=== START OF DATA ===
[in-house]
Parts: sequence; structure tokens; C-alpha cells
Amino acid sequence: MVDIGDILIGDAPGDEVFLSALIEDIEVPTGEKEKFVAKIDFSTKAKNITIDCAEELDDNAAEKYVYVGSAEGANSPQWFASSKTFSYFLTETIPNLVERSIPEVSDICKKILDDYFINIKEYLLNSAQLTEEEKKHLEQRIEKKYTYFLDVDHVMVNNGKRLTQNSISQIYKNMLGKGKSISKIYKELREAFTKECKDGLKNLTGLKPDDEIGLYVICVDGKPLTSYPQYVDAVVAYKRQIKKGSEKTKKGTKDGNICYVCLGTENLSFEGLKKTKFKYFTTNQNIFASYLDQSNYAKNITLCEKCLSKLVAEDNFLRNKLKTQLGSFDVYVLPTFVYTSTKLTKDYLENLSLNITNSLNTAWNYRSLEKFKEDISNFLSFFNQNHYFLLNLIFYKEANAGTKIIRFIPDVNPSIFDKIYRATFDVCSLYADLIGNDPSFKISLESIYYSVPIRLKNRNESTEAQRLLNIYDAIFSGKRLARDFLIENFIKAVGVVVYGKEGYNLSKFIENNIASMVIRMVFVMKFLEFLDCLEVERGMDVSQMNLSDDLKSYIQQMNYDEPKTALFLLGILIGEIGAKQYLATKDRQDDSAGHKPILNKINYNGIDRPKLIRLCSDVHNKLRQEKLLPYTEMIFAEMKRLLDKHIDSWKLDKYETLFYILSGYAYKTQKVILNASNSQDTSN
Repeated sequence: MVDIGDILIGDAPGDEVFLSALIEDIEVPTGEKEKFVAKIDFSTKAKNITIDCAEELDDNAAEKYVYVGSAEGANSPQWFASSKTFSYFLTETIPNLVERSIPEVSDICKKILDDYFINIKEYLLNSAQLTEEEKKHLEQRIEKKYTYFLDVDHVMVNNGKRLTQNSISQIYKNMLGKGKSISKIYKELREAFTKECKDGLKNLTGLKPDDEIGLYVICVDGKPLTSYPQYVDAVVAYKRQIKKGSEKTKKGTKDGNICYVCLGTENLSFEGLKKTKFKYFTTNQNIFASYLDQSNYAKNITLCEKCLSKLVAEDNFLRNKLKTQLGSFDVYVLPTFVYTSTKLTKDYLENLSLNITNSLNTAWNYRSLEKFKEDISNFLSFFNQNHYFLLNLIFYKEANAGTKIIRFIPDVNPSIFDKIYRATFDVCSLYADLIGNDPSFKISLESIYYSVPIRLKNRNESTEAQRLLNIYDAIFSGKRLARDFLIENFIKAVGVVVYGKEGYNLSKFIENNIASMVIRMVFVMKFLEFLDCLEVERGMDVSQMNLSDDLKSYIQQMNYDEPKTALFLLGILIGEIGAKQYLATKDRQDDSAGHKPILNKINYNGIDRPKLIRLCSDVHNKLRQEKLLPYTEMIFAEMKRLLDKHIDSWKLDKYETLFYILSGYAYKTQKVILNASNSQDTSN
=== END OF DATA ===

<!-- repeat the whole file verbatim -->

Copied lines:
[in-house]
Parts: sequence; structure tokens; C-alpha cells
Amino acid sequence: MVDIGDILIGDAPGDEVFLSALIEDIEVPTGEKEKFVAKIDFSTKAKNITIDCAEELDDNAAEKYVYVGSAEGANSPQWFASSKTFSYFLTETIPNLVERSIPEVSDICKKILDDYFINIKEYLLNSAQLTEEEKKHLEQRIEKKYTYFLDVDHVMVNNGKRLTQNSISQIYKNMLGKGKSISKIYKELREAFTKECKDGLKNLTGLKPDDEIGLYVICVDGKPLTSYPQYVDAVVAYKRQIKKGSEKTKKGTKDGNICYVCLGTENLSFEGLKKTKFKYFTTNQNIFASYLDQSNYAKNITLCEKCLSKLVAEDNFLRNKLKTQLGSFDVYVLPTFVYTSTKLTKDYLENLSLNITNSLNTAWNYRSLEKFKEDISNFLSFFNQNHYFLLNLIFYKEANAGTKIIRFIPDVNPSIFDKIYRATFDVCSLYADLIGNDPSFKISLESIYYSVPIRLKNRNESTEAQRLLNIYDAIFSGKRLARDFLIENFIKAVGVVVYGKEGYNLSKFIENNIASMVIRMVFVMKFLEFLDCLEVERGMDVSQMNLSDDLKSYIQQMNYDEPKTALFLLGILIGEIGAKQYLATKDRQDDSAGHKPILNKINYNGIDRPKLIRLCSDVHNKLRQEKLLPYTEMIFAEMKRLLDKHIDSWKLDKYETLFYILSGYAYKTQKVILNASNSQDTSN
Repeated sequence: MVDIGDILIGDAPGDEVFLSALIEDIEVPTGEKEKFVAKIDFSTKAKNITIDCAEELDDNAAEKYVYVGSAEGANSPQWFASSKTFSYFLTETIPNLVERSIPEVSDICKKILDDYFINIKEYLLNSAQLTEEEKKHLEQRIEKKYTYFLDVDHVMVNNGKRLTQNSISQIYKNMLGKGKSISKIYKELREAFTKECKDGLKNLTGLKPDDEIGLYVICVDGKPLTSYPQYVDAVVAYKRQIKKGSEKTKKGTKDGNICYVCLGTENLSFEGLKKTKFKYFTTNQNIFASYLDQSNYAKNITLCEKCLSKLVAEDNFLRNKLKTQLGSFDVYVLPTFVYTSTKLTKDYLENLSLNITNSLNTAWNYRSLEKFKEDISNFLSFFNQNHYFLLNLIFYKEANAGTKIIRFIPDVNPSIFDKIYRATFDVCSLYADLIGNDPSFKISLESIYYSVPIRLKNRNESTEAQRLLNIYDAIFSGKRLARDFLIENFIKAVGVVVYGKEGYNLSKFIENNIASMVIRMVFVMKFLEFLDCLEVERGMDVSQMNLSDDLKSYIQQMNYDEPKTALFLLGILIGEIGAKQYLATKDRQDDSAGHKPILNKINYNGIDRPKLIRLCSDVHNKLRQEKLLPYTEMIFAEMKRLLDKHIDSWKLDKYETLFYILSGYAYKTQKVILNASNSQDTSN